By Olga Pierce, ProPublica

gt_job_fair_florida_090831.jpgFlorida has become the 19th state to borrow funds to keep unemployment benefits flowing after its unemployment trust fund ran dry.

So far the state has borrowed $45 million, but state officials estimate the state will have borrowed $1.2 billion by the end of the year.

As we detailed earlier this year in our series with public radio's Marketplace, states operate their own unemployment insurance systems with little federal control over benefit levels and how well they choose to finance their systems. Like many states, Florida only requires employers to pay unemployment insurance tax on the first $7,000 of each employee's income -- the federal minimum, which has not been updated since 1983.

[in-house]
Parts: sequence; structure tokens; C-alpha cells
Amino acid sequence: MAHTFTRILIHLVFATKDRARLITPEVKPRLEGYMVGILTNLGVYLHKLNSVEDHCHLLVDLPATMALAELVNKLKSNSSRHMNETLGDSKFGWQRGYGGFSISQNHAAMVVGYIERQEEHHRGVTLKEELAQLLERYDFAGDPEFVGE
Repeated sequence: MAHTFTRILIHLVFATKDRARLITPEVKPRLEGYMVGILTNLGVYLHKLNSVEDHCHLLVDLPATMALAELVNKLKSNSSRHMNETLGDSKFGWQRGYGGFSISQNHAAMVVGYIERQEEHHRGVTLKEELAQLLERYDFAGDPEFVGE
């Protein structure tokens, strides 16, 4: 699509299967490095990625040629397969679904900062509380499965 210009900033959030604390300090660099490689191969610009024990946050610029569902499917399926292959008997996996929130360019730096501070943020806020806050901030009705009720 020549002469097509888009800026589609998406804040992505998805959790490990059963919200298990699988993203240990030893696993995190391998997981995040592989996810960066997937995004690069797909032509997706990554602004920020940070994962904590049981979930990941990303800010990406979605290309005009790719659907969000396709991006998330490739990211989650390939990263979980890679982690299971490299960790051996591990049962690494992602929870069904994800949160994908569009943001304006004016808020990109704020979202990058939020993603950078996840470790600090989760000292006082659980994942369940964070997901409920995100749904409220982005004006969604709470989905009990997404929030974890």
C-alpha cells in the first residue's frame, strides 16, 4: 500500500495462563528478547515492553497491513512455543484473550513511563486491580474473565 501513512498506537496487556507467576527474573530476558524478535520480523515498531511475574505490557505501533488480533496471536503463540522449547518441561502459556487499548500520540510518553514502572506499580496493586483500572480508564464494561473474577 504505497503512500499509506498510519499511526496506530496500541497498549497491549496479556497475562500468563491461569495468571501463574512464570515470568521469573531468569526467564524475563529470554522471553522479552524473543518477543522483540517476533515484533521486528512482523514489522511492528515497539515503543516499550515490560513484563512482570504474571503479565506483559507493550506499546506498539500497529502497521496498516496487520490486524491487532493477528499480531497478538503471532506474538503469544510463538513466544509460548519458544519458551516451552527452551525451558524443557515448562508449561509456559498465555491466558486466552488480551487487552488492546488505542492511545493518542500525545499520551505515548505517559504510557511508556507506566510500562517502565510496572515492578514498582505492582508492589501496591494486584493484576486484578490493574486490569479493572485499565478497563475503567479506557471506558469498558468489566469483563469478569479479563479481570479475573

Is your state's trust fund in danger of running out? See our interactive map.

Because of the stimulus bill, states have until January 2011 to pay back their loans with no interest. But if Florida's balance is not repaid before then -- a process that in many states has necessitated business tax increases or benefit cuts -- Florida will face tens of millions of dollars of interest payments that must be repaid from its general fund, taking money away from other state priorities.

(Image: A man talks to a recruiter for the Broward Sheriff's department as he looks for a job during the RecruitMilitary Career Fair at Land Shark Stadium on Aug. 20, 2009 in Miami, Fla., Joe Raedle/Getty Images)